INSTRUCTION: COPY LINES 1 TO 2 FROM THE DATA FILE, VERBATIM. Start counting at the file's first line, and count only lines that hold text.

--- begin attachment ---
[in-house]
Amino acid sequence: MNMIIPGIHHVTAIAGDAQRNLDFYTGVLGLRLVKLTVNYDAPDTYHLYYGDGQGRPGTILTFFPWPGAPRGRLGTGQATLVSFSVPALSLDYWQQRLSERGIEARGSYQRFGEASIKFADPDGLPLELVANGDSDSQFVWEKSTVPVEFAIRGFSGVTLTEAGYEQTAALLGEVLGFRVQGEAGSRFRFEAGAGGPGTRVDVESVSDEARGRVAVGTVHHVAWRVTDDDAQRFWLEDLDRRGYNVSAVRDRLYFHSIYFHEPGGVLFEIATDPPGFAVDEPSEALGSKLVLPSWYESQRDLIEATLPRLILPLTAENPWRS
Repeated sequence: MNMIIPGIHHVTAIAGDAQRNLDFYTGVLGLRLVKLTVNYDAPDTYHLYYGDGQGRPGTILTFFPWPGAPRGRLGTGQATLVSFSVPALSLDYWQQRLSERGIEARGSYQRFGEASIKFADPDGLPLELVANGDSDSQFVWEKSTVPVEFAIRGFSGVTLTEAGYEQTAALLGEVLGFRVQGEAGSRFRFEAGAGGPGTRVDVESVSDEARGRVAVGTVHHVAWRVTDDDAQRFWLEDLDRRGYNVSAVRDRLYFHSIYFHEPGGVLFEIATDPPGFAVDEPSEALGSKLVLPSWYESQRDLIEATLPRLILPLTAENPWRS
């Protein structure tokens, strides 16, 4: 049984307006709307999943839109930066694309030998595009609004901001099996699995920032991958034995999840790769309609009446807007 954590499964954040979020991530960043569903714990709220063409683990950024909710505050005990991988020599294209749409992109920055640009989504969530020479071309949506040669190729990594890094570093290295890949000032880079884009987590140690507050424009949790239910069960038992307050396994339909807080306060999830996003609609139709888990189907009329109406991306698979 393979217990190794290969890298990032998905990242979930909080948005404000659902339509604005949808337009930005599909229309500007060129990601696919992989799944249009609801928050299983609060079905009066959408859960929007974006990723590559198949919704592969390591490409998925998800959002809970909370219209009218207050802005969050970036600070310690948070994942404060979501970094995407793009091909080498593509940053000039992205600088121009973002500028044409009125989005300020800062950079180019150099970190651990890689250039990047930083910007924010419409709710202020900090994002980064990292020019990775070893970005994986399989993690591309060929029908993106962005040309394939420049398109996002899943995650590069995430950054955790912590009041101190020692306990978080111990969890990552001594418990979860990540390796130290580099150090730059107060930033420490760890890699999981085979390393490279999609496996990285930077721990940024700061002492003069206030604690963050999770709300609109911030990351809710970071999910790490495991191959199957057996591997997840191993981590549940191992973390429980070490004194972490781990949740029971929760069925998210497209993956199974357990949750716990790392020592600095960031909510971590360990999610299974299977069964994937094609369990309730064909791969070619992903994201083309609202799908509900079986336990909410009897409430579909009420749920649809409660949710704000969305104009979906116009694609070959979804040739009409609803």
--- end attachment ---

[in-house]
Amino acid sequence: MNMIIPGIHHVTAIAGDAQRNLDFYTGVLGLRLVKLTVNYDAPDTYHLYYGDGQGRPGTILTFFPWPGAPRGRLGTGQATLVSFSVPALSLDYWQQRLSERGIEARGSYQRFGEASIKFADPDGLPLELVANGDSDSQFVWEKSTVPVEFAIRGFSGVTLTEAGYEQTAALLGEVLGFRVQGEAGSRFRFEAGAGGPGTRVDVESVSDEARGRVAVGTVHHVAWRVTDDDAQRFWLEDLDRRGYNVSAVRDRLYFHSIYFHEPGGVLFEIATDPPGFAVDEPSEALGSKLVLPSWYESQRDLIEATLPRLILPLTAENPWRS